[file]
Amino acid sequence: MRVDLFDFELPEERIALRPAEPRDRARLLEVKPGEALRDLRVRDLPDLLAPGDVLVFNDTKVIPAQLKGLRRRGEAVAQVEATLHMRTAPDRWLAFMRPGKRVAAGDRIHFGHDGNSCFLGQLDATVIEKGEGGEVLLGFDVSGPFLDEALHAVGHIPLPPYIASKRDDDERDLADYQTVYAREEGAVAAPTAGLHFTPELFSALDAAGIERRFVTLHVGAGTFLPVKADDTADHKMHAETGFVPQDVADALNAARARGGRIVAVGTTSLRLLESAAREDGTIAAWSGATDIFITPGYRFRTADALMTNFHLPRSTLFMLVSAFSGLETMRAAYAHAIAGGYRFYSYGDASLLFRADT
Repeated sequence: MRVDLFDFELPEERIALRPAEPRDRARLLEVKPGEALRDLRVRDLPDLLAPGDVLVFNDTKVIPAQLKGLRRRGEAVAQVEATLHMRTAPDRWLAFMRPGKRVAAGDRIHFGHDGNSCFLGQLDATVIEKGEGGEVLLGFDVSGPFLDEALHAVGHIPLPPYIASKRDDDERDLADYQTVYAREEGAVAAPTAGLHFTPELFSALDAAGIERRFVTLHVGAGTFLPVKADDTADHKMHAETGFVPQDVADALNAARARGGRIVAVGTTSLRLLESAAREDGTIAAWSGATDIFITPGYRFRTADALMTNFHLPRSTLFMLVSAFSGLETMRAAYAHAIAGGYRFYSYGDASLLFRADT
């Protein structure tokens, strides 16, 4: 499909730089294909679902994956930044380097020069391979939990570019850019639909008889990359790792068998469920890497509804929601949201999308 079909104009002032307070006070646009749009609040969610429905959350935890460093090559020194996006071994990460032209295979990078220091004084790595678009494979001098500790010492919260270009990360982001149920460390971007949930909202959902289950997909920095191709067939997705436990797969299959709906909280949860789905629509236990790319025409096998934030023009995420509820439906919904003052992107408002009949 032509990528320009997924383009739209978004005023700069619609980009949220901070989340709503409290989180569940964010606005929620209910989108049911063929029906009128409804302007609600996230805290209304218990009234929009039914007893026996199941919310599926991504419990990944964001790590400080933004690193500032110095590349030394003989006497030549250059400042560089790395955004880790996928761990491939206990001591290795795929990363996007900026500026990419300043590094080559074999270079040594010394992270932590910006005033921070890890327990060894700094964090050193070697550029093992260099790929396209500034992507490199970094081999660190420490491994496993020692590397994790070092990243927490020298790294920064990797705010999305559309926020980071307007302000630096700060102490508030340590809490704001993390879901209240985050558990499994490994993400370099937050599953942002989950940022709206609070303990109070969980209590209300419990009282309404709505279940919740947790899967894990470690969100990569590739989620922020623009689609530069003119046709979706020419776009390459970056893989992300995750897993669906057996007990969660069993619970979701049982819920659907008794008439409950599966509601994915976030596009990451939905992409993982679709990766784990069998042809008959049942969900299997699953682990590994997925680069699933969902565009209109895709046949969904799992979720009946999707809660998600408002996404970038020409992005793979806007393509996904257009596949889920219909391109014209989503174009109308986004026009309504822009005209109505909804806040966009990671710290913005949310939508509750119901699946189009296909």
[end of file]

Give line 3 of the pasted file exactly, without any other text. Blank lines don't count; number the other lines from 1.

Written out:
């Protein structure tokens, strides 16, 4: 499909730089294909679902994956930044380097020069391979939990570019850019639909008889990359790792068998469920890497509804929601949201999308 079909104009002032307070006070646009749009609040969610429905959350935890460093090559020194996006071994990460032209295979990078220091004084790595678009494979001098500790010492919260270009990360982001149920460390971007949930909202959902289950997909920095191709067939997705436990797969299959709906909280949860789905629509236990790319025409096998934030023009995420509820439906919904003052992107408002009949 032509990528320009997924383009739209978004005023700069619609980009949220901070989340709503409290989180569940964010606005929620209910989108049911063929029906009128409804302007609600996230805290209304218990009234929009039914007893026996199941919310599926991504419990990944964001790590400080933004690193500032110095590349030394003989006497030549250059400042560089790395955004880790996928761990491939206990001591290795795929990363996007900026500026990419300043590094080559074999270079040594010394992270932590910006005033921070890890327990060894700094964090050193070697550029093992260099790929396209500034992507490199970094081999660190420490491994496993020692590397994790070092990243927490020298790294920064990797705010999305559309926020980071307007302000630096700060102490508030340590809490704001993390879901209240985050558990499994490994993400370099937050599953942002989950940022709206609070303990109070969980209590209300419990009282309404709505279940919740947790899967894990470690969100990569590739989620922020623009689609530069003119046709979706020419776009390459970056893989992300995750897993669906057996007990969660069993619970979701049982819920659907008794008439409950599966509601994915976030596009990451939905992409993982679709990766784990069998042809008959049942969900299997699953682990590994997925680069699933969902565009209109895709046949969904799992979720009946999707809660998600408002996404970038020409992005793979806007393509996904257009596949889920219909391109014209989503174009109308986004026009309504822009005209109505909804806040966009990671710290913005949310939508509750119901699946189009296909």